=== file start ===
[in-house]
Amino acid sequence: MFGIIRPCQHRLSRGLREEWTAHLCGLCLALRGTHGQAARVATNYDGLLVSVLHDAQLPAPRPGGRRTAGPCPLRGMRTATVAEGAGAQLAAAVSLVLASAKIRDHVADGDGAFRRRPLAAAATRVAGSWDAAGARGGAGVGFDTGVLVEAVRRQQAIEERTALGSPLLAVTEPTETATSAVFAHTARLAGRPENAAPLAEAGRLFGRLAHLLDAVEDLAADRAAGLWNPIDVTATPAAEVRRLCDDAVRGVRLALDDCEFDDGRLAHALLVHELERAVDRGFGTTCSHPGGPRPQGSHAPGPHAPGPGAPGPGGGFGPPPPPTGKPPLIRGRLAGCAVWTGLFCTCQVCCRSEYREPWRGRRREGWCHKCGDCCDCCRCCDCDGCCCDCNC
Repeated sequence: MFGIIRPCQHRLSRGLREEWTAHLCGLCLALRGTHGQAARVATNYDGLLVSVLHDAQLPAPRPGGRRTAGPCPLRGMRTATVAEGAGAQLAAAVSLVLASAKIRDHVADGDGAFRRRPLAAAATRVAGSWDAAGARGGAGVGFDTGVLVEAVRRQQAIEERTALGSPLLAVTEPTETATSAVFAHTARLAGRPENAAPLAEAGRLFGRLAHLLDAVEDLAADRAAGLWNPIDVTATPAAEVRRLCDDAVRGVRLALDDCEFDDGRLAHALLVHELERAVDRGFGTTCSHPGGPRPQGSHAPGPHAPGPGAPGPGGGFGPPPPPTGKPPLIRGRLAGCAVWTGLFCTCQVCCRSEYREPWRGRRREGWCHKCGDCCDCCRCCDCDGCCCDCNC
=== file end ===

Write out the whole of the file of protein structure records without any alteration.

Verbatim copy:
[in-house]
Amino acid sequence: MFGIIRPCQHRLSRGLREEWTAHLCGLCLALRGTHGQAARVATNYDGLLVSVLHDAQLPAPRPGGRRTAGPCPLRGMRTATVAEGAGAQLAAAVSLVLASAKIRDHVADGDGAFRRRPLAAAATRVAGSWDAAGARGGAGVGFDTGVLVEAVRRQQAIEERTALGSPLLAVTEPTETATSAVFAHTARLAGRPENAAPLAEAGRLFGRLAHLLDAVEDLAADRAAGLWNPIDVTATPAAEVRRLCDDAVRGVRLALDDCEFDDGRLAHALLVHELERAVDRGFGTTCSHPGGPRPQGSHAPGPHAPGPGAPGPGGGFGPPPPPTGKPPLIRGRLAGCAVWTGLFCTCQVCCRSEYREPWRGRRREGWCHKCGDCCDCCRCCDCDGCCCDCNC
Repeated sequence: MFGIIRPCQHRLSRGLREEWTAHLCGLCLALRGTHGQAARVATNYDGLLVSVLHDAQLPAPRPGGRRTAGPCPLRGMRTATVAEGAGAQLAAAVSLVLASAKIRDHVADGDGAFRRRPLAAAATRVAGSWDAAGARGGAGVGFDTGVLVEAVRRQQAIEERTALGSPLLAVTEPTETATSAVFAHTARLAGRPENAAPLAEAGRLFGRLAHLLDAVEDLAADRAAGLWNPIDVTATPAAEVRRLCDDAVRGVRLALDDCEFDDGRLAHALLVHELERAVDRGFGTTCSHPGGPRPQGSHAPGPHAPGPGAPGPGGGFGPPPPPTGKPPLIRGRLAGCAVWTGLFCTCQVCCRSEYREPWRGRRREGWCHKCGDCCDCCRCCDCDGCCCDCNC